Security firms have called for high-level discussions with Government to determine the way forward in the wake of the gun violence on the Island.
The need was especially pressing in the wake of the double murder at Belvin’s Variety on January 23, said Security Associates Limited CEO Carlton Crockwell.
Despite that, arming security guards with guns was “definitely not” the way forward, he stated.
“I would like to send my heartfelt condolences to the families of the latest gun violence in Bermuda. We need to examine ways that the security industry can operate in the current environment to better protect its clients and personnel,” he said.
“At Security Associates our position is we do not support security officers carrying guns. However discussions should be held between the security industry and government authorities to determine ways that the security industry can operate in the current environment to better protect its clients and personnel.”
Operations manager at Shield Security Limited, Anthony Mouchette agreed.
“We should be in discussions with the authorities to improve the way we do security in Bermuda going forward.
“That discussion should include improving security at our senior schools in particular and schools in general,” said Mr Mouchette.
“I think it’s just a matter of time before the level of violence escalates in our schools, the time has already come for metal detectors,” said Mr Mouchette.
“I can only speak for my company, but I will say that we need more protective equipment than what is currently allowed. Any changes will require legislation and it’s long overdue.
“While I say no to firearms, I believe the time has come for security guards to be armed with asps, which are similar to police batons, [and] more protective gear including pepper spray.”
Such changes would require certified training for security guards to be qualified but “it’s just a matter of time” before they become a necessity, he said.
Added Mr Mouchette: “We had a security officer who was physically attacked a few years ago, surprisingly we haven’t had any more since. Those legislative changes are long overdue.”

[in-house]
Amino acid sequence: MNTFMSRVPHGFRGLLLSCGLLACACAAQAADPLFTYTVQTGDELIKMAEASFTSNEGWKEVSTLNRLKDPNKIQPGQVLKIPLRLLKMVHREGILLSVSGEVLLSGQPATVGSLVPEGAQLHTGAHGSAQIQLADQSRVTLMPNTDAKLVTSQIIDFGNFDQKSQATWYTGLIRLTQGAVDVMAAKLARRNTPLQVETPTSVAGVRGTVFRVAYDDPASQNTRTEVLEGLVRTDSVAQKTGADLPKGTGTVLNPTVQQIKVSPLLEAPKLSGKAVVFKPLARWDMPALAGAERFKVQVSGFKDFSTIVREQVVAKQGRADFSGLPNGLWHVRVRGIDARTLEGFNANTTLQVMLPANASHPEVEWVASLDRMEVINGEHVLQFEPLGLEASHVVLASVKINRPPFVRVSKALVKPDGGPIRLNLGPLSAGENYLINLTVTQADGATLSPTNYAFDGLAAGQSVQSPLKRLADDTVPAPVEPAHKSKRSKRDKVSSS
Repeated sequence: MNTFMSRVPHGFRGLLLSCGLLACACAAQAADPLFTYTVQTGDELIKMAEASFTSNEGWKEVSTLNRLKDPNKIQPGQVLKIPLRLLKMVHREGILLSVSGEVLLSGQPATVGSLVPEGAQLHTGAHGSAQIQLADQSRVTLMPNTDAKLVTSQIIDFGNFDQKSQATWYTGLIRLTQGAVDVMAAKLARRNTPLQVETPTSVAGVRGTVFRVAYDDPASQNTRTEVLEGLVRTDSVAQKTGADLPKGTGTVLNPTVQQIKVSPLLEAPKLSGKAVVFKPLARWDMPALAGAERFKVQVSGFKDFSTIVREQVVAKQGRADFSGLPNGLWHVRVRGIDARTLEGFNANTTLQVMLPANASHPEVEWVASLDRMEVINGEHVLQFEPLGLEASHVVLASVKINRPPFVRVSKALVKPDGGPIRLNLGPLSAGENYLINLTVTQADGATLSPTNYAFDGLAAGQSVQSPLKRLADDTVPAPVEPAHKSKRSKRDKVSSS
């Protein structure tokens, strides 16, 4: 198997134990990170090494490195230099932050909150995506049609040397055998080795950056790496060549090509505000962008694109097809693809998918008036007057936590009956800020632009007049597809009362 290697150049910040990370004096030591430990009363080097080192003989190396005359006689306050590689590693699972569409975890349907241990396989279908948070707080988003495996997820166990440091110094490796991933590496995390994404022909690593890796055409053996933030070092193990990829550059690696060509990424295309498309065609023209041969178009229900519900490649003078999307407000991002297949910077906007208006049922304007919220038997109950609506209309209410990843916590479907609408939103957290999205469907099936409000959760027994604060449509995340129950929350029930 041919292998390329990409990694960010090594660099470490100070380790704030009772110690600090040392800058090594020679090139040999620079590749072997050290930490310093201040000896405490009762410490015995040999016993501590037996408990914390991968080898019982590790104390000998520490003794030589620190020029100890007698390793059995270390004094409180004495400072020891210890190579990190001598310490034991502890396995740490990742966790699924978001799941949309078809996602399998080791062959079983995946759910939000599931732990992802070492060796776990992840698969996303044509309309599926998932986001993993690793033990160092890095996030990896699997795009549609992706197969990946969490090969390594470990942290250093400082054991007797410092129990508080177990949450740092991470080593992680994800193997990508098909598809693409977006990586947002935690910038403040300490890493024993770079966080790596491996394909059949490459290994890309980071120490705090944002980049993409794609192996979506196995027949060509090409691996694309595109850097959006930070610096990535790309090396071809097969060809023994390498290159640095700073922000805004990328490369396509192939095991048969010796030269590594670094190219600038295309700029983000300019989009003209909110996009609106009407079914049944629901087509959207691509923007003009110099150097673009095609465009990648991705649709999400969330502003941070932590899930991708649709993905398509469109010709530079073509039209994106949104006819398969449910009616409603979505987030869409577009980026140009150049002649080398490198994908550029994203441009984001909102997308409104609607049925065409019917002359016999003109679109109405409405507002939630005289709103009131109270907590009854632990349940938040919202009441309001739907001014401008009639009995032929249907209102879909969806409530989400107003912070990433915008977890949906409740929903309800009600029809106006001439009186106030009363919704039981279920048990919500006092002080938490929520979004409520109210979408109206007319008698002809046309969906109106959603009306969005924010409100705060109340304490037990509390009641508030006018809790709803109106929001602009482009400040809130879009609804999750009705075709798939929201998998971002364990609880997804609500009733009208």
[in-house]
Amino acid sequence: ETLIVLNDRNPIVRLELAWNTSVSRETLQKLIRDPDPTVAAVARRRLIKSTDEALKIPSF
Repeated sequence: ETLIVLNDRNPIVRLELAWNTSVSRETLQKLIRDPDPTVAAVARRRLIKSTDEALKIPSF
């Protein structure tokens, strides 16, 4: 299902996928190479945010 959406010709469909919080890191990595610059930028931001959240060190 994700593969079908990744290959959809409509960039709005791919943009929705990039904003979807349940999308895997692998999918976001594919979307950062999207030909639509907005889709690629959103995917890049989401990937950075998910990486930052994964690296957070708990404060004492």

Another security firm owner who asked not to be named agreed it was time security guards were better protected.
“I don’t think we need to be armed with guns but I do think we need permission to carry more protective gear because things are getting worse. All you have to do is take a look around and see what’s going on.
“When I got my licence to do security work 12 years ago, they told me we cannot carry any sort of weapons on the job. That licence costs $600 or more each year, and times have changed,” he said.
He predicted unemployment would be a driving force behind crime involving the use of firearms this year. And he said the time has come for all police officers to carry guns, not just the Armed Response Unit.
“Not only should they carry guns, there should be two officers in patrol cars at all times,” he said. “I don’t think we need to be armed with guns, but it’s pretty clear that things are getting more than just a little crazy around here.”
The issue was raised at a town-hall meeting held last week by Police Commissioner Michael DeSilva.
Asked whether he thought security guards should carry guns, Mr DeSilva replied: “The answer is a simple one. No.”
Ricco Furbert, 25, and Haile Outerbridge, 34, were gunned down inside Belvin’s Variety on Happy Valley Road in Pembroke last month.
Two men have been arrested on suspicion of committing the murders. No formal charges have been laid.
There have been 23 gun murders in Bermuda since May 22, 2009. Ten of those remain unsolved.